Wednesday, May 02, 2007

Amnesty International's Double Talk

The thing is, they don’t want to have to deny it, because they don’t want you to find out about it; at least not yet. I recently visited the Amnesty International USA website and did some digging around. On the homepage accessible to the general public, I found nothing about the changes to their abortion advocacy. So I logged in to the members-only, restricted-content page. After a little searching, I found what I was looking for.


So, how did that letter begin? Schneider started with this: “Amnesty International’s International Executive Committee (IEC) has adopted a new position on Sexual and Reproductive Rights that includes support for abortion in very particular circumstances, in the context of our work to stop grave human rights abuses against women and girls.”

The new policy has three basic goals: (1) provide access to abortion in what they claim will only be “particular circumstances,” (2) ensure that women have access to medical care after botched—whether legal or illegal—abortions, and (3) eliminate all penalties against women seeking abortions and against abortion providers.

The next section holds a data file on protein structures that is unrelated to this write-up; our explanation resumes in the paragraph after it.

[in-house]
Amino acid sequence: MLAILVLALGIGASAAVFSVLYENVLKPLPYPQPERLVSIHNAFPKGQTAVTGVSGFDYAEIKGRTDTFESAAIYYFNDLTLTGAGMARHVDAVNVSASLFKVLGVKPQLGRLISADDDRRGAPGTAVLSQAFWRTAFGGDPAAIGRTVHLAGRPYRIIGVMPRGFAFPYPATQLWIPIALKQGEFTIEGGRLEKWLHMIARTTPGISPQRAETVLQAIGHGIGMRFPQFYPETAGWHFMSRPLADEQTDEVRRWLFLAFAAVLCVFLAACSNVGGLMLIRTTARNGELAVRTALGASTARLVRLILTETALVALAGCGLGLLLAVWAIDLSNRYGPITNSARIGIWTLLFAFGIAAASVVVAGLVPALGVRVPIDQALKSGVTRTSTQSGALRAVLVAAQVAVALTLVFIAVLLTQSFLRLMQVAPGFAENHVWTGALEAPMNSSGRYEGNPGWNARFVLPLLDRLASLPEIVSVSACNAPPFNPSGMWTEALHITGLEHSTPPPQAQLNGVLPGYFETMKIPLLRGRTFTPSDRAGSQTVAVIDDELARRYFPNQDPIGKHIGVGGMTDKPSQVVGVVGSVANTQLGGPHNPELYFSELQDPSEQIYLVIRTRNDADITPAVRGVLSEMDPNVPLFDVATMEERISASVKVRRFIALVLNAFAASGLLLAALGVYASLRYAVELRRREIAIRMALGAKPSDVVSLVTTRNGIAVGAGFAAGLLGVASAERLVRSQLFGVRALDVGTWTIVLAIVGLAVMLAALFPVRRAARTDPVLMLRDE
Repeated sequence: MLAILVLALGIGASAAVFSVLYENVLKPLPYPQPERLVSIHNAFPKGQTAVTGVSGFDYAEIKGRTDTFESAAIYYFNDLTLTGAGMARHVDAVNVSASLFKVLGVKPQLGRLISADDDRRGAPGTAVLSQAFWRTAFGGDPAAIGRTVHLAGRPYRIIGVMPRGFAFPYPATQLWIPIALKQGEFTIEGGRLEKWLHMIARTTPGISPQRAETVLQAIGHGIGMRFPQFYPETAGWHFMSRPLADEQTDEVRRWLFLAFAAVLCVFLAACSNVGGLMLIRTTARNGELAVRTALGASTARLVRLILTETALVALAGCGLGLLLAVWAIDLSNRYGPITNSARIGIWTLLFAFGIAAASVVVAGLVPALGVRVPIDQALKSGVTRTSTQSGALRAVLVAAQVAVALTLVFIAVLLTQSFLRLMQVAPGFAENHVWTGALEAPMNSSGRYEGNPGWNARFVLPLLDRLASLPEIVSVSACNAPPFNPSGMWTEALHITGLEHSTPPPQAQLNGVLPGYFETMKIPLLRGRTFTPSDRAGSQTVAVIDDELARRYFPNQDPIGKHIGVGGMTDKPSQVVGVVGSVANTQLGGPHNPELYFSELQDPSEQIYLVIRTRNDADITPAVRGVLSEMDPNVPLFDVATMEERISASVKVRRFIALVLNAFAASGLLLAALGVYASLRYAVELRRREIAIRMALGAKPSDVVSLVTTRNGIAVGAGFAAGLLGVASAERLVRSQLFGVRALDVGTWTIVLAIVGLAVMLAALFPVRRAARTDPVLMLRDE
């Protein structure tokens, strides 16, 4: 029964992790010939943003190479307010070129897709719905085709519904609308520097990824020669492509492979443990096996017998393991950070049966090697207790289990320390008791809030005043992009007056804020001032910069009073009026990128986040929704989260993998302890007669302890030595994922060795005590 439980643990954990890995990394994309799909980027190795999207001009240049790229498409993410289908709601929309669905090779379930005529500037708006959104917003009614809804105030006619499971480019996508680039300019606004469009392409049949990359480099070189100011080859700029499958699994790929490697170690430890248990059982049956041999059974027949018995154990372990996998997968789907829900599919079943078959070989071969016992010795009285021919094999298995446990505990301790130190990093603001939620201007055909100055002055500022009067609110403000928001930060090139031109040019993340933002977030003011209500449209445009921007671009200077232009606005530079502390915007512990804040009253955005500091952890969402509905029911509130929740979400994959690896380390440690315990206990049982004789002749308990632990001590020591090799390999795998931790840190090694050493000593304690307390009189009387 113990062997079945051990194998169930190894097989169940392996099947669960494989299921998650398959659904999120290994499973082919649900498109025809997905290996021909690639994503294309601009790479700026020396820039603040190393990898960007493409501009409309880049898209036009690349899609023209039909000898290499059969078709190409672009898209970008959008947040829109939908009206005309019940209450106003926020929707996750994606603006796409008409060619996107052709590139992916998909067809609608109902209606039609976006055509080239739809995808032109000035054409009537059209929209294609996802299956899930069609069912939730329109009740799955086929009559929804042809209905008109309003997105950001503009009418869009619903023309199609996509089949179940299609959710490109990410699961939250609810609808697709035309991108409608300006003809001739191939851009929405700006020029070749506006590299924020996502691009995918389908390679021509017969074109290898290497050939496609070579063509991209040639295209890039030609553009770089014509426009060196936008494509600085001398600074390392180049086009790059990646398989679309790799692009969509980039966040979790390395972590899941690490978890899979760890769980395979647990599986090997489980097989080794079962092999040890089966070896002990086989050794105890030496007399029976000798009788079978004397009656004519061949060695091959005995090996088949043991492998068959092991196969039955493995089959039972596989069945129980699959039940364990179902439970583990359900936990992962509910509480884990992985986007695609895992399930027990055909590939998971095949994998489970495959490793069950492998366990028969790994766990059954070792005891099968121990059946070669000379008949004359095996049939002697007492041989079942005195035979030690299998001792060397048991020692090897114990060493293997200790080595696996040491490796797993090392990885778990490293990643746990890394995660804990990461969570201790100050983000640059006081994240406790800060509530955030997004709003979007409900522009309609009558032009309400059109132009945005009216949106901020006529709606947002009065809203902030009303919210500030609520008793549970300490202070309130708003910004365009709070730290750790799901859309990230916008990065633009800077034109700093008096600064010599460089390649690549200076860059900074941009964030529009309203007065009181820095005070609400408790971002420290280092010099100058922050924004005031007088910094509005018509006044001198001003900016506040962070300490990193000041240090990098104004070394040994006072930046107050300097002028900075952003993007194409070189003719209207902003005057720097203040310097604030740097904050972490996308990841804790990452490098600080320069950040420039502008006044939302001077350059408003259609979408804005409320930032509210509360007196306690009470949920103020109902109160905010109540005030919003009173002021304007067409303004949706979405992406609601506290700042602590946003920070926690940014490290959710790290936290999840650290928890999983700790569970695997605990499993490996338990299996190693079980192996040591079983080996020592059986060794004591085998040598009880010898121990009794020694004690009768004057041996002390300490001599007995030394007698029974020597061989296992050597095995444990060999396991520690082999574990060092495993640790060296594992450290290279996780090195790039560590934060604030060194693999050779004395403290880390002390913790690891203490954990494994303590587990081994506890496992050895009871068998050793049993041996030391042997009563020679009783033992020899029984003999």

The various supporting documents all stress the legitimate concerns of female health and liberty and the good work Amnesty International has done in the past on these issues—but then argue for what will amount to an unlimited right to abortion.

Of course, AI adamantly denies this. Consider the fourth frequently asked question: “Does AI promote ‘abortion as human right’?” Their response: “No. Some media reports and individuals have claimed that AI promotes a ‘human right to abortion.’ This grossly misrepresents AI’s policy on sexual and reproductive rights. AI takes no position on whether abortion is right or wrong, nor on whether or not abortion should be legal.” (Of course, no media reports, until now, have claimed this—AI just anticipated, correctly, that some would.)

The phrase: “AI takes no position on whether abortion is right or wrong, nor on whether or not abortion should be legal” is repeated over and over throughout the AI documents. But it’s not true.


In fact, read further on in the FAQ and you see that Amnesty International disagrees with the recent Supreme Court decision to uphold a ban on partial-birth abortion. “AI therefore opposes the provision of the federal law upheld by the Court in Carhart that imposes fines and up to two years in prison for doctors who perform particular types of abortions.” According to the new Amnesty International position on abortion rights, a state can’t even prohibit the gruesome practice of partial-birth abortion.


Visit Opinions Canada
a political blogs aggregator